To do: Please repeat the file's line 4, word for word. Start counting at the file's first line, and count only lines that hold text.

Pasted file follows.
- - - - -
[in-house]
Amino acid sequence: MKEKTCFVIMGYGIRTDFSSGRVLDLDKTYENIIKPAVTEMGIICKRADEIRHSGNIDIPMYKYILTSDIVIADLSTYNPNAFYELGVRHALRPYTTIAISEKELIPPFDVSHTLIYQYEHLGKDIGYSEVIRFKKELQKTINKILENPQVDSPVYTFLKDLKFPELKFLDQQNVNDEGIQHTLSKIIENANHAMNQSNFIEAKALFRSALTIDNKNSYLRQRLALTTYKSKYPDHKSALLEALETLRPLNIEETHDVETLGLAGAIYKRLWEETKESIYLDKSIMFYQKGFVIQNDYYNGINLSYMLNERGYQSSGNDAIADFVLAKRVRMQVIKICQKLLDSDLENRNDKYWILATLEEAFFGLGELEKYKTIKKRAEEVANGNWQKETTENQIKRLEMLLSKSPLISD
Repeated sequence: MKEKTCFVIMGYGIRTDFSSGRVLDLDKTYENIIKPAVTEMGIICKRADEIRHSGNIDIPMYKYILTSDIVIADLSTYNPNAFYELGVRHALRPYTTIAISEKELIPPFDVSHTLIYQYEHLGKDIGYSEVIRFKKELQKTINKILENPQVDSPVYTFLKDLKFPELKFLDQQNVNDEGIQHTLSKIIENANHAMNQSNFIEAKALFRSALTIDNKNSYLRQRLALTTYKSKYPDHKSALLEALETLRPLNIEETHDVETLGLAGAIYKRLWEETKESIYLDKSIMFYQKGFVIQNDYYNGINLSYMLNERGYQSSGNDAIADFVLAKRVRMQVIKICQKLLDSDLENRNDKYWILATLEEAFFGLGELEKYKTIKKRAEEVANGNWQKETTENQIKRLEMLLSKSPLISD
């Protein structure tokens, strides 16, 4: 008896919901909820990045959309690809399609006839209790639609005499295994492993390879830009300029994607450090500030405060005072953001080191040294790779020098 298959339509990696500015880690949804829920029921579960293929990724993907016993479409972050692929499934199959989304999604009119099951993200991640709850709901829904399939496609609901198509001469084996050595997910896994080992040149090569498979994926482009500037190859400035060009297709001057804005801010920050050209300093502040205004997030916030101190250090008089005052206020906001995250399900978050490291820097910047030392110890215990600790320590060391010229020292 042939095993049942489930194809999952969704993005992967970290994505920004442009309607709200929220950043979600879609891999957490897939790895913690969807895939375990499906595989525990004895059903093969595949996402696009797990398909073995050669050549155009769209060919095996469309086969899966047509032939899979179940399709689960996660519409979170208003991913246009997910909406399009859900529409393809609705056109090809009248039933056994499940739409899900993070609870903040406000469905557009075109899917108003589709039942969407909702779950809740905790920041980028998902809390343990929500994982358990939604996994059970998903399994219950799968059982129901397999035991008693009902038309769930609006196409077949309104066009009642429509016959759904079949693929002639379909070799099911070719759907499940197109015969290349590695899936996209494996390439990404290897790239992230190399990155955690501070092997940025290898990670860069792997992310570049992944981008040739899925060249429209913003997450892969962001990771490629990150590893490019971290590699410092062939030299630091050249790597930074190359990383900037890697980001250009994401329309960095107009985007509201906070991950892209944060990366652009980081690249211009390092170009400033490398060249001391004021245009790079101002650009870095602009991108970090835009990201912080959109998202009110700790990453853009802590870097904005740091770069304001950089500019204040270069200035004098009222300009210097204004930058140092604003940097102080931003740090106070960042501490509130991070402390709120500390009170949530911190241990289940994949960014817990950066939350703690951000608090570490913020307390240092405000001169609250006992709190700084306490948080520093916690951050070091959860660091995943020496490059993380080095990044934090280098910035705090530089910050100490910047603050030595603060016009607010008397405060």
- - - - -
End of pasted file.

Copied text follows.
């Protein structure tokens, strides 16, 4: 008896919901909820990045959309690809399609006839209790639609005499295994492993390879830009300029994607450090500030405060005072953001080191040294790779020098 298959339509990696500015880690949804829920029921579960293929990724993907016993479409972050692929499934199959989304999604009119099951993200991640709850709901829904399939496609609901198509001469084996050595997910896994080992040149090569498979994926482009500037190859400035060009297709001057804005801010920050050209300093502040205004997030916030101190250090008089005052206020906001995250399900978050490291820097910047030392110890215990600790320590060391010229020292 042939095993049942489930194809999952969704993005992967970290994505920004442009309607709200929220950043979600879609891999957490897939790895913690969807895939375990499906595989525990004895059903093969595949996402696009797990398909073995050669050549155009769209060919095996469309086969899966047509032939899979179940399709689960996660519409979170208003991913246009997910909406399009859900529409393809609705056109090809009248039933056994499940739409899900993070609870903040406000469905557009075109899917108003589709039942969407909702779950809740905790920041980028998902809390343990929500994982358990939604996994059970998903399994219950799968059982129901397999035991008693009902038309769930609006196409077949309104066009009642429509016959759904079949693929002639379909070799099911070719759907499940197109015969290349590695899936996209494996390439990404290897790239992230190399990155955690501070092997940025290898990670860069792997992310570049992944981008040739899925060249429209913003997450892969962001990771490629990150590893490019971290590699410092062939030299630091050249790597930074190359990383900037890697980001250009994401329309960095107009985007509201906070991950892209944060990366652009980081690249211009390092170009400033490398060249001391004021245009790079101002650009870095602009991108970090835009990201912080959109998202009110700790990453853009802590870097904005740091770069304001950089500019204040270069200035004098009222300009210097204004930058140092604003940097102080931003740090106070960042501490509130991070402390709120500390009170949530911190241990289940994949960014817990950066939350703690951000608090570490913020307390240092405000001169609250006992709190700084306490948080520093916690951050070091959860660091995943020496490059993380080095990044934090280098910035705090530089910050100490910047603050030595603060016009607010008397405060």